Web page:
The figure below illustrates the constructions stage by stage from the implementation of SWSR register in an asynchronous messagepassing system to the implementation of MWMR register using a SW Snapshot object. This kind of construction is sometimes called simulation or emulation.^{[2]} In each stage (except Stage 3), the object type on the right can be implemented by the simpler object type on the left. The constructions of each stage (except Stage 3) are briefly presented below. There is an article which discusses the details of constructing snapshot objects.
An implementation is linearizable if, for every execution there is a linearization ordering that satisfies the following two properties:
A SWSR atomic (linearizable) register can be implemented in an asynchronous messagepassing system, even if processes may crash. There is no time limit for processes to deliver messages to receivers or to execute local instructions. In other words, processes can not distinguish between processes which respond slowly or simply crash.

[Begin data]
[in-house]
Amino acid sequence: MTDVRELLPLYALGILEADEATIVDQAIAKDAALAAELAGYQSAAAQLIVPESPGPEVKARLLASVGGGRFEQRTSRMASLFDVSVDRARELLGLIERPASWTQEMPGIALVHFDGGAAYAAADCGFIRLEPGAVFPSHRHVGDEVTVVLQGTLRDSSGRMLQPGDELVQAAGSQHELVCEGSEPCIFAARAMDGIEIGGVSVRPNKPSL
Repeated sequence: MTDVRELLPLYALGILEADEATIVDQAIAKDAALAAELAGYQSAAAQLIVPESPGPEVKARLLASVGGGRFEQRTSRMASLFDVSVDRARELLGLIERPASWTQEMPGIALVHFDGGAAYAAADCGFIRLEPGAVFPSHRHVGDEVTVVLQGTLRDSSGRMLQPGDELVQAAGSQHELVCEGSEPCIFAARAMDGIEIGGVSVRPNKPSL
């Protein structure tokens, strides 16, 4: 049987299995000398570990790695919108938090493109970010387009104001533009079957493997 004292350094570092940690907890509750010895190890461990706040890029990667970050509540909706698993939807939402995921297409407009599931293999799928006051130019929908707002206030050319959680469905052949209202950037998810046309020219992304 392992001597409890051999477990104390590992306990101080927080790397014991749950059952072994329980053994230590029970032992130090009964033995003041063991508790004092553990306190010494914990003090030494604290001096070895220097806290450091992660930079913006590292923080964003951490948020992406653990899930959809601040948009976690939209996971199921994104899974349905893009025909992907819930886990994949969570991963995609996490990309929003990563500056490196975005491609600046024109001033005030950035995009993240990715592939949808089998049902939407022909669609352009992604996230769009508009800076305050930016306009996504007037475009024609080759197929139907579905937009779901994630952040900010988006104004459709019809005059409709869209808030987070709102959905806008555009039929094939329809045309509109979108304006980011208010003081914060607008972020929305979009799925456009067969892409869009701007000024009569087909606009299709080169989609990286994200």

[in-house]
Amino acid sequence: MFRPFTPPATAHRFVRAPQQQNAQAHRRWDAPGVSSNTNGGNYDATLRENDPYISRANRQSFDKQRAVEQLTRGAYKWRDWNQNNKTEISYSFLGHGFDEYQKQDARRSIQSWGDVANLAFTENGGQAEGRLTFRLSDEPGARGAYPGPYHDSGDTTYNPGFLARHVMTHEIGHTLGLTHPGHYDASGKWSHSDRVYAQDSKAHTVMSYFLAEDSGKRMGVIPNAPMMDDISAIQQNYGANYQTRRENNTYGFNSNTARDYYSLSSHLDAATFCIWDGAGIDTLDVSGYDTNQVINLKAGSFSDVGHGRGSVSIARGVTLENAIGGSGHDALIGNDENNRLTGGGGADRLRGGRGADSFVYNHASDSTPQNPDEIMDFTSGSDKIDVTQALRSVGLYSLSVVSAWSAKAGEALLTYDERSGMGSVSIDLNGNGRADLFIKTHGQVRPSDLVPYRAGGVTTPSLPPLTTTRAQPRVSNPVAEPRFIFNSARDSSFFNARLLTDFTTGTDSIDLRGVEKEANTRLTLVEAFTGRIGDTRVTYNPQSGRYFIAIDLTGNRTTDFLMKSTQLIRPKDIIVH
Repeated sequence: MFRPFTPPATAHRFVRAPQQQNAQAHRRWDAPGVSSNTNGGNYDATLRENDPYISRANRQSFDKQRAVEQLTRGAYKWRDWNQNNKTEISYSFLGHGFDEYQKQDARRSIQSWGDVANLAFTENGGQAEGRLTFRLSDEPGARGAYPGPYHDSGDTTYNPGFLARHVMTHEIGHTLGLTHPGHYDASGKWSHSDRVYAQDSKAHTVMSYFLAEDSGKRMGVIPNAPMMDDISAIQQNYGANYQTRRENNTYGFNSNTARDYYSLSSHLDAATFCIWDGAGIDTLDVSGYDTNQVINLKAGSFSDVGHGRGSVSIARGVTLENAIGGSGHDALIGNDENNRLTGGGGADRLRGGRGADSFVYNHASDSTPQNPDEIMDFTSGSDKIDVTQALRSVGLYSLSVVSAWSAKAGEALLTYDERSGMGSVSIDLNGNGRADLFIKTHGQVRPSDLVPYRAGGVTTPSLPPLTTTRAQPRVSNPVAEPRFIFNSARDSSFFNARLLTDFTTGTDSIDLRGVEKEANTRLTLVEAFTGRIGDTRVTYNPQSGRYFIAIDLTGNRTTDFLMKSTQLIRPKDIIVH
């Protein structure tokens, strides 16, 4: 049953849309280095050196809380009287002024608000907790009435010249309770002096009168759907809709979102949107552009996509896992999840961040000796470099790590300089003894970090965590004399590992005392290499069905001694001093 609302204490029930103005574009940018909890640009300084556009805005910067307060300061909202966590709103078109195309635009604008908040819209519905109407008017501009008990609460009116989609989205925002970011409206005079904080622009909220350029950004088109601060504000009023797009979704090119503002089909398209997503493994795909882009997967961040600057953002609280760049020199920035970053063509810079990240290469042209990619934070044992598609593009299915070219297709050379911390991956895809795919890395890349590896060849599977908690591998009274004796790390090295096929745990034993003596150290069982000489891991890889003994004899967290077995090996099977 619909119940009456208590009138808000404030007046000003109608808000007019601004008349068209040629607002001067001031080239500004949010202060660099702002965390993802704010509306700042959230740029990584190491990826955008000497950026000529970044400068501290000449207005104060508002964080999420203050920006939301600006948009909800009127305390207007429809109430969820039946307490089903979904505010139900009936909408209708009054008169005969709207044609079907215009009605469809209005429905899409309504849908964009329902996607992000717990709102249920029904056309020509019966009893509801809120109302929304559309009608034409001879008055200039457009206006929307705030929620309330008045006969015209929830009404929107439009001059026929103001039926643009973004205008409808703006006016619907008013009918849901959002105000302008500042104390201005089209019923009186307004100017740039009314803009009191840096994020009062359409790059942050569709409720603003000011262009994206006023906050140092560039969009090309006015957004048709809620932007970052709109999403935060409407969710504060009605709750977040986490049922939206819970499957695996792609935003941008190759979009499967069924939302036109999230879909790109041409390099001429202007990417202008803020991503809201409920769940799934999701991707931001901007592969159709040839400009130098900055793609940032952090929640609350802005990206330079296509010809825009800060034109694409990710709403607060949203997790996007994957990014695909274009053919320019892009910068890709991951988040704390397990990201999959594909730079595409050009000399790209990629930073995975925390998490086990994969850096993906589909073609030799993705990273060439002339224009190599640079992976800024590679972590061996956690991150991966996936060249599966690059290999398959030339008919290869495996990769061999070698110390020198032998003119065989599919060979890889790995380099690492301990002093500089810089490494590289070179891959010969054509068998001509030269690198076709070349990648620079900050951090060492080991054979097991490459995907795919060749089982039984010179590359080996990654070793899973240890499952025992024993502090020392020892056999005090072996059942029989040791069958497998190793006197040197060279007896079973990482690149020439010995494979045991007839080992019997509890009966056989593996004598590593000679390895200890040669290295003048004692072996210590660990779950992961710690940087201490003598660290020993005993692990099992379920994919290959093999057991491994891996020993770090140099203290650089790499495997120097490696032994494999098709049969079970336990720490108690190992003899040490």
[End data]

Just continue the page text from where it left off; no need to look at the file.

The implementation given by Attiya, BarNoy and Dolev^{[3]} requires n > 2f, where n is the total number of processes in the system, and f is the maximum number of processes that can crash during execution. The algorithm is as follows:
Writer  Reader 

WRITE(v)
t++
send (v,t) to all processes
wait until getting (nf) acknowledgements

READ()
send read request to all processes
wait until getting (nf) responses of them
choose v with the biggest t

The linearization order of operations is: linearize writes in the order as they occur and insert the read after the write whose value it returns. We can check that the implementation is linearizable. We can check property 2 especially when op1 is write and op2 is read, and read is immediately after write. We can show by contradiction. Assume the read does not see the write, and then according to the implementation, we must have two disjoint sets of size (n  f) among the n processes. So 2 * (n  f) ≤ n leading to n≤ 2f, which contradicts the fact that n > 2f. So the read must read at least one value written by that write.